Bringing back junk collections “unlikely” to prevent illegal dumping – SDCC
By Mary Dennehy
ILLEGAL dumping in communities is “unlikely” to be prevented by the reintroduction of the household junk collection, South Dublin County Council has said.
A number of years ago, the council provided household junk collections, which was provided to around 20,000 houses per year at an annual cost of more than €500,000 to the local authority.
In response to a recent question posed by Tallaght Central councillor Charlie O’Connor (Fianna Fáil), who was asked by constituents about the reintroduction of the service, the council confirmed that it had no plans to bring back the scheme.
In the run-up to Halloween, calls for the reintroduction of the scheme were made, in light of household furniture and other unwanted items like cookers, fridges and kitchen units making their way onto green spaces.
In its reply to requests, the council said: “The annual cost could not be sustained and therefore the service was discontinued.
“The junk collection service was provided at a frequency of once in every three years to homes located in RAPID areas, and once in every five years to all other areas.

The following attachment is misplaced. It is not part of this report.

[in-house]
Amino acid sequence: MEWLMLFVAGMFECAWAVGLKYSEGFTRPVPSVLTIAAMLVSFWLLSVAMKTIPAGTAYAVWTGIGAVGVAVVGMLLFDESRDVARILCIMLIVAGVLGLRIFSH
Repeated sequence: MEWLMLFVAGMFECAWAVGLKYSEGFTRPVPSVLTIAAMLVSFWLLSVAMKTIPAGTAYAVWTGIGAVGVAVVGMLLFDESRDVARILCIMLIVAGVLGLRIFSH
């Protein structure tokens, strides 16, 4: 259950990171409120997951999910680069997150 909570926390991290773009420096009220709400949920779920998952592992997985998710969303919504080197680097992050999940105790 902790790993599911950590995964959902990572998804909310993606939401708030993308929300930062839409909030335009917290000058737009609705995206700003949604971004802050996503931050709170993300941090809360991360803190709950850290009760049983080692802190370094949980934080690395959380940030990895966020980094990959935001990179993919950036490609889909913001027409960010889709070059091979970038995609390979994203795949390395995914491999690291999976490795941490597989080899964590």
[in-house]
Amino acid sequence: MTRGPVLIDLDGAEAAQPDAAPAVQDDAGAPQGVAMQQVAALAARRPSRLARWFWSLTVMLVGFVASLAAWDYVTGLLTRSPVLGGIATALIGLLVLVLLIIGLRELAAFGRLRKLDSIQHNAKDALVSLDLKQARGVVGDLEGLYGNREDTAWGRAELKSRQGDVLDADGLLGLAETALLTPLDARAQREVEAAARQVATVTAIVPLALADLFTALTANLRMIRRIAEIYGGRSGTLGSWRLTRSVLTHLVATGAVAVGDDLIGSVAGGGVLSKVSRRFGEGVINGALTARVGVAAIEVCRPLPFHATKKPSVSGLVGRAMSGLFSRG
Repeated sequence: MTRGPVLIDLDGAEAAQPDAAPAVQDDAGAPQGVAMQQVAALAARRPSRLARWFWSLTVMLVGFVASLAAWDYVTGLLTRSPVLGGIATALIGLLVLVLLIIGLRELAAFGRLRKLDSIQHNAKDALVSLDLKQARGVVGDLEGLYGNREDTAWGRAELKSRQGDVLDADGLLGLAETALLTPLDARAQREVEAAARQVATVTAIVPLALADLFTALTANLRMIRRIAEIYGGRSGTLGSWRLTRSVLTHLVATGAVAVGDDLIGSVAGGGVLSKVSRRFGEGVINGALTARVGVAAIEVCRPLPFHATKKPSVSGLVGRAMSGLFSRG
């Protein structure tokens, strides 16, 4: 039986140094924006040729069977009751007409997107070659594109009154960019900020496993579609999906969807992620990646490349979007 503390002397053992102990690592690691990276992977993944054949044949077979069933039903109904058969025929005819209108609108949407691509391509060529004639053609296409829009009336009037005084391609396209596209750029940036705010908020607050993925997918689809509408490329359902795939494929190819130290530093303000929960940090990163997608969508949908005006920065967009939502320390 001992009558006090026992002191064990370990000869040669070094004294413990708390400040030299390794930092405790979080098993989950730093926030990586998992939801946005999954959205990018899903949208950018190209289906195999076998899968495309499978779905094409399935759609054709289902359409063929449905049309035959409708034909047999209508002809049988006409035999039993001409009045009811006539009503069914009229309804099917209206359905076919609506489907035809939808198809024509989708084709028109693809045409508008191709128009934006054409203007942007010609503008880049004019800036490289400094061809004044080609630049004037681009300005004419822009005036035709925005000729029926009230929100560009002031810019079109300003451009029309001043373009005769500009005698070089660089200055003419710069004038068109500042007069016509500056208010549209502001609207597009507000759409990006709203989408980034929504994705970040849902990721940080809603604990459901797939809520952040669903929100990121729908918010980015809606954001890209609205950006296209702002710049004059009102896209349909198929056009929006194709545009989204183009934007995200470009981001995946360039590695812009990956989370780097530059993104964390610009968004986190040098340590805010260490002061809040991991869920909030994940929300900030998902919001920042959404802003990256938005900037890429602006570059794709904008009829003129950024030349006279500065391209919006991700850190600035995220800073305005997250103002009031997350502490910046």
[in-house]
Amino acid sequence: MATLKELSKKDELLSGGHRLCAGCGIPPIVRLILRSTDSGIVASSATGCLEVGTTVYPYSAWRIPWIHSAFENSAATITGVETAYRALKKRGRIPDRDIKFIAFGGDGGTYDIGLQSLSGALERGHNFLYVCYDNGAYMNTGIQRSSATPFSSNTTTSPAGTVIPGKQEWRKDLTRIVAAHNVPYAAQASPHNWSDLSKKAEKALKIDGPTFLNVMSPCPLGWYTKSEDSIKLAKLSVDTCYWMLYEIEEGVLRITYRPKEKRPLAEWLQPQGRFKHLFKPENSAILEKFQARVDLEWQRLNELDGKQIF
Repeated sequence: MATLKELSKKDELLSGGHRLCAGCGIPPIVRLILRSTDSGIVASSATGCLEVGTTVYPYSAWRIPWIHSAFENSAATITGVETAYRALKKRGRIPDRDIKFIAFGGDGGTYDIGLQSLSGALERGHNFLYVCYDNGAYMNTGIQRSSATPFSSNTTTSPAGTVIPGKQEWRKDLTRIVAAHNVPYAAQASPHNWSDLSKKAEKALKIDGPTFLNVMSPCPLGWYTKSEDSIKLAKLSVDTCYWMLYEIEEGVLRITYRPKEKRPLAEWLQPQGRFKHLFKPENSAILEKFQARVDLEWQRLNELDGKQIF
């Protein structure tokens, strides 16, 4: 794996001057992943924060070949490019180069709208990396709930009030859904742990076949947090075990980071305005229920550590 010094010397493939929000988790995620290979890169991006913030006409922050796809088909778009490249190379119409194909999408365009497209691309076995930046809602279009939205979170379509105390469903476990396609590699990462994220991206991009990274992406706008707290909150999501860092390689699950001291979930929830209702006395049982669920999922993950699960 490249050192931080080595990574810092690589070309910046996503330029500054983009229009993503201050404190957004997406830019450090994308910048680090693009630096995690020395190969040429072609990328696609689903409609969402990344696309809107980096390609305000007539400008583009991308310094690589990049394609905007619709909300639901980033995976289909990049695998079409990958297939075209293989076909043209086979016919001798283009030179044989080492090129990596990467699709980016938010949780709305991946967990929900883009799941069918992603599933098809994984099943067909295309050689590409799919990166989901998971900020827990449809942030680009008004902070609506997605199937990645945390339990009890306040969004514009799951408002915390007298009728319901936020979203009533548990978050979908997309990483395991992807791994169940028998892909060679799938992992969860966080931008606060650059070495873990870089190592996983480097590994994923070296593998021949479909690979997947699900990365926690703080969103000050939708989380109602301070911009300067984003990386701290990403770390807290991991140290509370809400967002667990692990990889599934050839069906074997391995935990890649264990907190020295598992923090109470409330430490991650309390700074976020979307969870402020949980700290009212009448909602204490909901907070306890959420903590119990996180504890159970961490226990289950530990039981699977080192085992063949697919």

“It is thought unlikely that the illegal dumping which takes place in this county would be prevented by the provision of such a service on a once-in-three- or once-in-five-year basis.
“Also, the provision of this service would do nothing to address the illegal burning of black-bag waste which takes place weekly in certain parts of the county.”
The council added that no charge was levied for the junk collection when it was previously provided, and that this is in conflict with the ‘Polluter Pays Principle’.
“To reintroduce the service now on a similar basis would be in direct conflict with national and EU waste policy, and also the new Waste Plan for the Eastern Midlands Regions in this regard.
“In conclusion, there are no proposals to reintroduce the scheme.”